This spring, Governor Polis signed transformational laws to protect Colorado’s air, prepare and respond to wildfires and the Polis-Primavera administration has enacted nation-leading plans to address climate change, create good-paying jobs and protect our air. The Polis-Primavera administration released Colorado’s Greenhouse Gas Pollution Reduction Roadmap and the majority of Colorado utilities are on the path of exceeding 80 percent renewable energy by 2030.

U.S. Senator John Hickenlooper:

“The Court is harming America once again by playing politics instead of following science and the law. Climate change is the crisis of our lifetime and Colorado is on the frontlines. Congress must act to correct this flawed decision – lives are at stake.”

Hickenlooper is a member of the U.S. Senate Committee on Energy and Natural Resources. He spearheaded first-in-the-nation limits on methane pollution while Colorado’s Governor and has pushed the EPA to use Colorado’s success as a national model.

U.S. Senator Michael Bennet:

“As climate-fueled droughts and wildfires incinerate Colorado and the American West, the Supreme Court’s decision to hamstring the EPA is judicial malpractice. This ruling severely limits EPA’s ability to keep our air and water clean and will leave communities more vulnerable to pollution and climate change.

“The bipartisan Clean Air Act has a 50-year track record of effectively protecting public health, curbing air pollution, and safeguarding our environment. This decision ignores the clear authority the Act gives EPA to keep our communities healthy and safe. With climate change bearing down on the American West, now is the time to strengthen protections for cleaning up  air and water and for cutting climate pollution, not weaken them.”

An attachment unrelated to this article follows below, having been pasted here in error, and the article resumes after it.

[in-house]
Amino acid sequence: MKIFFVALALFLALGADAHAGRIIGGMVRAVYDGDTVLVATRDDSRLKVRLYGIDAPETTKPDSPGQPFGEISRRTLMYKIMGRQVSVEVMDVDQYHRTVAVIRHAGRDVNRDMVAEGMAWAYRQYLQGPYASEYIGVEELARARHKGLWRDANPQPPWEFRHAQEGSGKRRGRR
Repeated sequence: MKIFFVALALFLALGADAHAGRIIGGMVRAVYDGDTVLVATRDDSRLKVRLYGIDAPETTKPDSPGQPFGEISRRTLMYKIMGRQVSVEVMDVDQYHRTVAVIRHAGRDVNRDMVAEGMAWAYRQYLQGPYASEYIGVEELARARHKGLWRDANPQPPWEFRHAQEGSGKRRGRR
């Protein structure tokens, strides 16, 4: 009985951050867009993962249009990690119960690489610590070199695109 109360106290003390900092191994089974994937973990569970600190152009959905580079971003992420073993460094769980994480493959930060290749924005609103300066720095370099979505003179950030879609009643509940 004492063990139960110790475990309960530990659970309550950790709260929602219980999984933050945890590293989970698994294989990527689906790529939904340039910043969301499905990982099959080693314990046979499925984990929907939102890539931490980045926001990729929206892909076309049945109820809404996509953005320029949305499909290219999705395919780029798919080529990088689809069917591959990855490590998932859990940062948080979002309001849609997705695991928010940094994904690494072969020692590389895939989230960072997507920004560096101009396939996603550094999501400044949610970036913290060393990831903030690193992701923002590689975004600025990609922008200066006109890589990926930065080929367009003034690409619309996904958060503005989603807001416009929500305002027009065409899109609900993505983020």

It should be noted that the elected officials above are all Democrats, and the justices which just gutted the EPA authority were all appointed by Republican presidents; three by former President Donald Trump. This makes it hard not to see a political agenda at work in this decision.

The environmental and climate organizations have issued statements as well.

WildEarth Guardians‘ Executive Director, John Horning:

“We are outraged and saddened by the reckless and blatantly biased actions of the U.S. Supreme Court. In several decisions over the last week that sent shock waves across the country, the conservative court majority repeatedly took rights away from the people, advanced its agenda to dismantle the administrative state, and upended long-established judicial precedent. The Supreme Court has taken a series of extreme and dangerous steps, unmoored from precedent and indifferent to the welfare of the people.”

The EPA ruling exposes the majority’s bias in favor of fossil fuel industry profits over public health and a livable climate. To reach its conclusion that EPA overstepped its authority in the Clean Power Plan, the majority cherry-picked language from the Clean Air Act and the Court’s prior decisions to create support for a pre-determined outcome, ignoring the Court’s long-established practice of interpreting statutes to give effect to Congress’s intent.”

Featured image: Comanche power plant. Photo by Allen Best.